Lamentations: Third Kinah – Stanza 3 Line 3
“The rebellious daughter is still unworthy of compassion.”: God appeared to the prophet Hosea in a vision and ordered him to concretize Israel’s wayward lust for idolatry in a most
dramatic manner: “Take a harlot unto yourself and bear children of adultery, for the land has been adulterous in turning away from God.” (Hosea 1:2) The prophet did so and three children were born to him. God told him t to name each baby- names that describe His displeasure with the nation. The second child, a daughter, was to be called “Lo Ruchama”, unworthy of compassion. When the nation will be exiled, learn its lesson and return to God’s service, her name will be changed to Ruchama, worthy of compassion.
The phrase “rebellious daughter,” is found in Yirmeyahu 31:21: “How long will you waver O rebellious daughter? For God has created something new on earth; a woman courts a man.”
What did the prophet mean when he referred to the Jews this way?
Rashi ibid “Will you hide from Me, that you are ashamed to return to Me because of your way?” Rashi understands the rebellious daughter to mean a child who is lost and is ashamed to return to the parent. This is a child caught up in her own rebellion and is convinced that the relationship cannot be repaired.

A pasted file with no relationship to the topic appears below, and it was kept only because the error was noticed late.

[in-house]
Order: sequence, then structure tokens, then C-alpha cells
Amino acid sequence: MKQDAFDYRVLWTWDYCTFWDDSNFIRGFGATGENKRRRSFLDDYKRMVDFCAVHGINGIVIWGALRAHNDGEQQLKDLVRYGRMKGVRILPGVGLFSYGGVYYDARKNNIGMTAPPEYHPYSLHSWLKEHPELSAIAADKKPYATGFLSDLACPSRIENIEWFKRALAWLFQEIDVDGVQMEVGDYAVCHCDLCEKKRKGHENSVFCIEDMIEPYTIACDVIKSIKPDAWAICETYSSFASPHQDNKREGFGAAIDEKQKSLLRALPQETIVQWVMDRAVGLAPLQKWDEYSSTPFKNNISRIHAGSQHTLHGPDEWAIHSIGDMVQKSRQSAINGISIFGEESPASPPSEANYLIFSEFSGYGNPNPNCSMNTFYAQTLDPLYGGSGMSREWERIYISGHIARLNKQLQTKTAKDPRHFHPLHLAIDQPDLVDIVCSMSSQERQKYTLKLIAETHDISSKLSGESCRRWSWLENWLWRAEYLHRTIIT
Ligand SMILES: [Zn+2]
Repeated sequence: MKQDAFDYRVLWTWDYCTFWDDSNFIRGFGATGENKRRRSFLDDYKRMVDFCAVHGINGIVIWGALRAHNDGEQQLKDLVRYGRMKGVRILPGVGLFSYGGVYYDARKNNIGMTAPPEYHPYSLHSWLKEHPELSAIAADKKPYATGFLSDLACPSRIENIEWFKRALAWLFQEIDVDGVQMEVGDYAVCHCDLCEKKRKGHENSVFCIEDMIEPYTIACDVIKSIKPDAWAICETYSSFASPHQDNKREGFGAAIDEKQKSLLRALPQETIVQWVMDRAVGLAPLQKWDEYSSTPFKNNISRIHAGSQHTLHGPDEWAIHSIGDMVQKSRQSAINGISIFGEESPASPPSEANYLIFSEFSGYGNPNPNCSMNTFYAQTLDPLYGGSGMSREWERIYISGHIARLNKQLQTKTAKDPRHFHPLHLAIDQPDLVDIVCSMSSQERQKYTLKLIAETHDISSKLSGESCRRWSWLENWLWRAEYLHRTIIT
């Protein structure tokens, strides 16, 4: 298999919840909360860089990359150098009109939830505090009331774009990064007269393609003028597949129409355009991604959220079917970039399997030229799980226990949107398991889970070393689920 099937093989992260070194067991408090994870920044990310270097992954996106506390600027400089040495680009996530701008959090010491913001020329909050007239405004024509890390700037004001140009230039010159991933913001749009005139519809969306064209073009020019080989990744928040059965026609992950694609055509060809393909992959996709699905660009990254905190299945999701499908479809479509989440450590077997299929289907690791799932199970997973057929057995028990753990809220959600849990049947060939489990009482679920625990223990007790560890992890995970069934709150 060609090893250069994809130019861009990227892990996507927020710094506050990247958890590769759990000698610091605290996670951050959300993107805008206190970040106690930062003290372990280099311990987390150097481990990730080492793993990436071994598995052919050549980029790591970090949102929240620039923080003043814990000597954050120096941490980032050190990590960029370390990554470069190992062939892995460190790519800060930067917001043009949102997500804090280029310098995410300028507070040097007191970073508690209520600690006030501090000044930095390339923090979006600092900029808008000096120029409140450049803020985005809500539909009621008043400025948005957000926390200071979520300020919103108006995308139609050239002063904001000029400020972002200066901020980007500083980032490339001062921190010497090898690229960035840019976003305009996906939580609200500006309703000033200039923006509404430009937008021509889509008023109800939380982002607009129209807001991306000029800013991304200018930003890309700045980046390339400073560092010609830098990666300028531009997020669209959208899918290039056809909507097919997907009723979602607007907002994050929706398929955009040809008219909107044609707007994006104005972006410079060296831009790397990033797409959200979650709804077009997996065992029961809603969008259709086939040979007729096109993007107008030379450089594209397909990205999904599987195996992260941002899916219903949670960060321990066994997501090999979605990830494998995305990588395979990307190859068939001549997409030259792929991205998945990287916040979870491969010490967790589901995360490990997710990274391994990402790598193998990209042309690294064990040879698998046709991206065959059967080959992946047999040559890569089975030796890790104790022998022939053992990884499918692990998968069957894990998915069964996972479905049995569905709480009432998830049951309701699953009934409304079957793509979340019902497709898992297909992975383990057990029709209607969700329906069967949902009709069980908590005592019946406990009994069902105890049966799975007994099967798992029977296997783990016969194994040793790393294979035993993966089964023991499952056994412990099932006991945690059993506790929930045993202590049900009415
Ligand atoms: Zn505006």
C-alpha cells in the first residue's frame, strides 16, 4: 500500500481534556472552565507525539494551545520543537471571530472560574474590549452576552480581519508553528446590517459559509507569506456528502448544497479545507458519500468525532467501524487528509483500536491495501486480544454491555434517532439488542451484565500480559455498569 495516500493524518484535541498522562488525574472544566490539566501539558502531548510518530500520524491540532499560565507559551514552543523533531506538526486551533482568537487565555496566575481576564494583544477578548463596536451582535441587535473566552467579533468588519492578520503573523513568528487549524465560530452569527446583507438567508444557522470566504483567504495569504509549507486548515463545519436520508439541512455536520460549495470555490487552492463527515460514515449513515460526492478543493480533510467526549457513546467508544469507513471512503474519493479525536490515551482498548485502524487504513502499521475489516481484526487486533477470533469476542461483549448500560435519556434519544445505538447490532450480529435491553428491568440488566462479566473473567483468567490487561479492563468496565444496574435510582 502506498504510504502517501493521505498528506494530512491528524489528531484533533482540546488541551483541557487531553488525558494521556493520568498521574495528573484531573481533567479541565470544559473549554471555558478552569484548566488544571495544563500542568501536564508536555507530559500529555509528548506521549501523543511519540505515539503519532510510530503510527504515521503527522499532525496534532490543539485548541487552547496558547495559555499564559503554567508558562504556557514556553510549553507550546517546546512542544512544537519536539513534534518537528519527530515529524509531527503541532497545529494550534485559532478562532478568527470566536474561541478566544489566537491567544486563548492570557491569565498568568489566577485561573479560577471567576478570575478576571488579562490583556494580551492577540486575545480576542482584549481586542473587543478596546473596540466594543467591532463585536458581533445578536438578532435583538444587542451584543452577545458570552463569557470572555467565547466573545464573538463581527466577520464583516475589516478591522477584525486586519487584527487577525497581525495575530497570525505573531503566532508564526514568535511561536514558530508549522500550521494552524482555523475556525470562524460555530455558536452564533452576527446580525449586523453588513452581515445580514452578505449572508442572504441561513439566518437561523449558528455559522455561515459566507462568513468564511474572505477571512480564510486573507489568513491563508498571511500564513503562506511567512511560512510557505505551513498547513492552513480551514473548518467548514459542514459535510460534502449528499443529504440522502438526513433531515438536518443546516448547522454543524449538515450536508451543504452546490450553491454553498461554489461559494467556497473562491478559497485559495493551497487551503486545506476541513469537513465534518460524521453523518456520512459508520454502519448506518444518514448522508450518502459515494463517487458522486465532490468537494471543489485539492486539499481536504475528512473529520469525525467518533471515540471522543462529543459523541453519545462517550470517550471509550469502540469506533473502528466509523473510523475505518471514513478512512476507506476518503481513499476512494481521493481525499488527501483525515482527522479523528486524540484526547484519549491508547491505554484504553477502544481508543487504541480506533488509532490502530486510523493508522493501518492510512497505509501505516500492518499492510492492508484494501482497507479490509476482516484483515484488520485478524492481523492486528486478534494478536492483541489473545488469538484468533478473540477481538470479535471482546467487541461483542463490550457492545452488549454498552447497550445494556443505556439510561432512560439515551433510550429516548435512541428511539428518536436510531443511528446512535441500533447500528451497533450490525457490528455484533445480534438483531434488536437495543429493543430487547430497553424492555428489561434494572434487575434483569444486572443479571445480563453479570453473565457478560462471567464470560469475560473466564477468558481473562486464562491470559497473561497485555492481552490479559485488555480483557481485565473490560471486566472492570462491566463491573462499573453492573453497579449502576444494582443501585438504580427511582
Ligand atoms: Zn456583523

The phrase refers to all who are lost only because they are ashamed to return. We often see people who want to return to God but are convinced that they are too distant to repair the relationship.
There are far too many kids who have rebelled and want to return but are too ashamed to do so. There are people who fell away and want to come back but they are convinced that it is impossible to undo all their damage.
We were able to repent and prevent the destruction of Jerusalem and the Temple. We didn’t believe that Teshuva was possible. We must teach people the infinite possibilities of Teshuva. We must convince everyone that it is possible to literally recreate themselves, no matter how old, no matter how distant from God.
This can only come if we succeed in teaching how all the laws of the Torah, all the Mitzvot, are keys to self-creation. We must teach that Judaism provides the key to develop ourselves to our full potential and that the Mitzvot are powerful enough to work for anyone, no matter how distant.